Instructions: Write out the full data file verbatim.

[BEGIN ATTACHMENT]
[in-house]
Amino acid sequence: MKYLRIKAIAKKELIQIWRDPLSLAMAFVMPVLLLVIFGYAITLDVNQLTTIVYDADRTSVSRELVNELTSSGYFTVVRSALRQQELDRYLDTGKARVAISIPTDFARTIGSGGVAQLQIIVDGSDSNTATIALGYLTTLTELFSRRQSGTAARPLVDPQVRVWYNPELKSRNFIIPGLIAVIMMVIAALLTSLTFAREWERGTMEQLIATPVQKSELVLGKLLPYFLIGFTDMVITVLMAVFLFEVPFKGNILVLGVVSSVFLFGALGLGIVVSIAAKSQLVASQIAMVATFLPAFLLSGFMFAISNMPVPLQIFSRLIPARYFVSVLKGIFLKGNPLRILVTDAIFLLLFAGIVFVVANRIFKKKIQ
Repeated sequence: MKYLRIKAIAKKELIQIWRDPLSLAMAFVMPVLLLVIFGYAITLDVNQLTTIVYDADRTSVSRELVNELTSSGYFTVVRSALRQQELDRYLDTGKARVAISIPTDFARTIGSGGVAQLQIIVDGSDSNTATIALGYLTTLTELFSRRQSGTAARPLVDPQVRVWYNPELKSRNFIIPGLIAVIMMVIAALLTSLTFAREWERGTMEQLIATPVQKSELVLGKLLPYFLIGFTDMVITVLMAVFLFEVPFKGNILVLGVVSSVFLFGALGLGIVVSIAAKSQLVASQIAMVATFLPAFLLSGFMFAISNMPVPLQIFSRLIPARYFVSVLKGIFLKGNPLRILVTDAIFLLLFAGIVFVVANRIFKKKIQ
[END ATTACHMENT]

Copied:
[in-house]
Amino acid sequence: MKYLRIKAIAKKELIQIWRDPLSLAMAFVMPVLLLVIFGYAITLDVNQLTTIVYDADRTSVSRELVNELTSSGYFTVVRSALRQQELDRYLDTGKARVAISIPTDFARTIGSGGVAQLQIIVDGSDSNTATIALGYLTTLTELFSRRQSGTAARPLVDPQVRVWYNPELKSRNFIIPGLIAVIMMVIAALLTSLTFAREWERGTMEQLIATPVQKSELVLGKLLPYFLIGFTDMVITVLMAVFLFEVPFKGNILVLGVVSSVFLFGALGLGIVVSIAAKSQLVASQIAMVATFLPAFLLSGFMFAISNMPVPLQIFSRLIPARYFVSVLKGIFLKGNPLRILVTDAIFLLLFAGIVFVVANRIFKKKIQ
Repeated sequence: MKYLRIKAIAKKELIQIWRDPLSLAMAFVMPVLLLVIFGYAITLDVNQLTTIVYDADRTSVSRELVNELTSSGYFTVVRSALRQQELDRYLDTGKARVAISIPTDFARTIGSGGVAQLQIIVDGSDSNTATIALGYLTTLTELFSRRQSGTAARPLVDPQVRVWYNPELKSRNFIIPGLIAVIMMVIAALLTSLTFAREWERGTMEQLIATPVQKSELVLGKLLPYFLIGFTDMVITVLMAVFLFEVPFKGNILVLGVVSSVFLFGALGLGIVVSIAAKSQLVASQIAMVATFLPAFLLSGFMFAISNMPVPLQIFSRLIPARYFVSVLKGIFLKGNPLRILVTDAIFLLLFAGIVFVVANRIFKKKIQ